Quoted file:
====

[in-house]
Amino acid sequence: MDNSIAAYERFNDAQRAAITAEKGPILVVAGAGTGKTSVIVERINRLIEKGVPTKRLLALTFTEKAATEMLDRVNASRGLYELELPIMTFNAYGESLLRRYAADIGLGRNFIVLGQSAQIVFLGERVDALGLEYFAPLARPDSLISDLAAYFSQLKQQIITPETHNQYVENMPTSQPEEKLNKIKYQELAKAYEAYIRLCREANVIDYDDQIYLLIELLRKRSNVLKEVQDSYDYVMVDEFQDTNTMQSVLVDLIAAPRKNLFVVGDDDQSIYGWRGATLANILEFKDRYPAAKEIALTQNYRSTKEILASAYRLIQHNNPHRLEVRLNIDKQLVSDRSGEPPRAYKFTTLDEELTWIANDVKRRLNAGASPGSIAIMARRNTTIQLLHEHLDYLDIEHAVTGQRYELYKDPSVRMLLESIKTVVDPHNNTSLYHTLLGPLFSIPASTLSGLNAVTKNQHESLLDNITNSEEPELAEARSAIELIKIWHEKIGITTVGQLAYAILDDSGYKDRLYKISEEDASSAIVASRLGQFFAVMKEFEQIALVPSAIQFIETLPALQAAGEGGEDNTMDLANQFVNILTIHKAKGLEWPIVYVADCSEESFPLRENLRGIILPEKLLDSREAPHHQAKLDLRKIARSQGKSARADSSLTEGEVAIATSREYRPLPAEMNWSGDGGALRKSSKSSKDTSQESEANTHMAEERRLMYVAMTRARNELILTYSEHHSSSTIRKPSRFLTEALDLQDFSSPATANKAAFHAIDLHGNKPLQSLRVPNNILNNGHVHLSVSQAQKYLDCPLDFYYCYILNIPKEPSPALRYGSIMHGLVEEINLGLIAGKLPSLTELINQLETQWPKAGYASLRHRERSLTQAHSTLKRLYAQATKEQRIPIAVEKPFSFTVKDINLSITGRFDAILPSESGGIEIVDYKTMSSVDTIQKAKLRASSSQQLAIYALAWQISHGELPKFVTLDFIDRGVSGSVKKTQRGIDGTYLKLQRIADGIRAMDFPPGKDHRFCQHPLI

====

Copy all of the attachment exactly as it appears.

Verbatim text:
[in-house]
Amino acid sequence: MDNSIAAYERFNDAQRAAITAEKGPILVVAGAGTGKTSVIVERINRLIEKGVPTKRLLALTFTEKAATEMLDRVNASRGLYELELPIMTFNAYGESLLRRYAADIGLGRNFIVLGQSAQIVFLGERVDALGLEYFAPLARPDSLISDLAAYFSQLKQQIITPETHNQYVENMPTSQPEEKLNKIKYQELAKAYEAYIRLCREANVIDYDDQIYLLIELLRKRSNVLKEVQDSYDYVMVDEFQDTNTMQSVLVDLIAAPRKNLFVVGDDDQSIYGWRGATLANILEFKDRYPAAKEIALTQNYRSTKEILASAYRLIQHNNPHRLEVRLNIDKQLVSDRSGEPPRAYKFTTLDEELTWIANDVKRRLNAGASPGSIAIMARRNTTIQLLHEHLDYLDIEHAVTGQRYELYKDPSVRMLLESIKTVVDPHNNTSLYHTLLGPLFSIPASTLSGLNAVTKNQHESLLDNITNSEEPELAEARSAIELIKIWHEKIGITTVGQLAYAILDDSGYKDRLYKISEEDASSAIVASRLGQFFAVMKEFEQIALVPSAIQFIETLPALQAAGEGGEDNTMDLANQFVNILTIHKAKGLEWPIVYVADCSEESFPLRENLRGIILPEKLLDSREAPHHQAKLDLRKIARSQGKSARADSSLTEGEVAIATSREYRPLPAEMNWSGDGGALRKSSKSSKDTSQESEANTHMAEERRLMYVAMTRARNELILTYSEHHSSSTIRKPSRFLTEALDLQDFSSPATANKAAFHAIDLHGNKPLQSLRVPNNILNNGHVHLSVSQAQKYLDCPLDFYYCYILNIPKEPSPALRYGSIMHGLVEEINLGLIAGKLPSLTELINQLETQWPKAGYASLRHRERSLTQAHSTLKRLYAQATKEQRIPIAVEKPFSFTVKDINLSITGRFDAILPSESGGIEIVDYKTMSSVDTIQKAKLRASSSQQLAIYALAWQISHGELPKFVTLDFIDRGVSGSVKKTQRGIDGTYLKLQRIADGIRAMDFPPGKDHRFCQHPLI